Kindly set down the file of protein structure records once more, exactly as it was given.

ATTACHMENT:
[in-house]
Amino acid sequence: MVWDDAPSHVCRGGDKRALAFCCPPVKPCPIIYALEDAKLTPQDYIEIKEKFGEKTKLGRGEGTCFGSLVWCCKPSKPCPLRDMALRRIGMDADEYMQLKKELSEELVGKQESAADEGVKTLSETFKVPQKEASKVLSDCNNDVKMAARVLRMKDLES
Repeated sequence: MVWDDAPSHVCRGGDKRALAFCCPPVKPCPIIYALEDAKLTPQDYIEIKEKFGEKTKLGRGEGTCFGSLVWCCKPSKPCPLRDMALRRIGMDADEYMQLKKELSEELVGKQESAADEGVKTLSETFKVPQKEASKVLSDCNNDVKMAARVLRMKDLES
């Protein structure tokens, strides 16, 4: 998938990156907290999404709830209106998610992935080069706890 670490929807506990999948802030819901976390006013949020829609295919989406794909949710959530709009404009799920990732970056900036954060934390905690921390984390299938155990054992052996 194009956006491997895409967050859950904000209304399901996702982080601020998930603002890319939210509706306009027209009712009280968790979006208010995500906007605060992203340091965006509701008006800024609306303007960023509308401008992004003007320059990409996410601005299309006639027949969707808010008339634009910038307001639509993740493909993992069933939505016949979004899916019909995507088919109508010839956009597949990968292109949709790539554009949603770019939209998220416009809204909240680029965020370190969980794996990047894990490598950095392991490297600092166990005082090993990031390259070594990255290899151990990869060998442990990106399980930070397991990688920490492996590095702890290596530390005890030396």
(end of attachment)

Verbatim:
[in-house]
Amino acid sequence: MVWDDAPSHVCRGGDKRALAFCCPPVKPCPIIYALEDAKLTPQDYIEIKEKFGEKTKLGRGEGTCFGSLVWCCKPSKPCPLRDMALRRIGMDADEYMQLKKELSEELVGKQESAADEGVKTLSETFKVPQKEASKVLSDCNNDVKMAARVLRMKDLES
Repeated sequence: MVWDDAPSHVCRGGDKRALAFCCPPVKPCPIIYALEDAKLTPQDYIEIKEKFGEKTKLGRGEGTCFGSLVWCCKPSKPCPLRDMALRRIGMDADEYMQLKKELSEELVGKQESAADEGVKTLSETFKVPQKEASKVLSDCNNDVKMAARVLRMKDLES
């Protein structure tokens, strides 16, 4: 998938990156907290999404709830209106998610992935080069706890 670490929807506990999948802030819901976390006013949020829609295919989406794909949710959530709009404009799920990732970056900036954060934390905690921390984390299938155990054992052996 194009956006491997895409967050859950904000209304399901996702982080601020998930603002890319939210509706306009027209009712009280968790979006208010995500906007605060992203340091965006509701008006800024609306303007960023509308401008992004003007320059990409996410601005299309006639027949969707808010008339634009910038307001639509993740493909993992069933939505016949979004899916019909995507088919109508010839956009597949990968292109949709790539554009949603770019939209998220416009809204909240680029965020370190969980794996990047894990490598950095392991490297600092166990005082090993990031390259070594990255290899151990990869060998442990990106399980930070397991990688920490492996590095702890290596530390005890030396």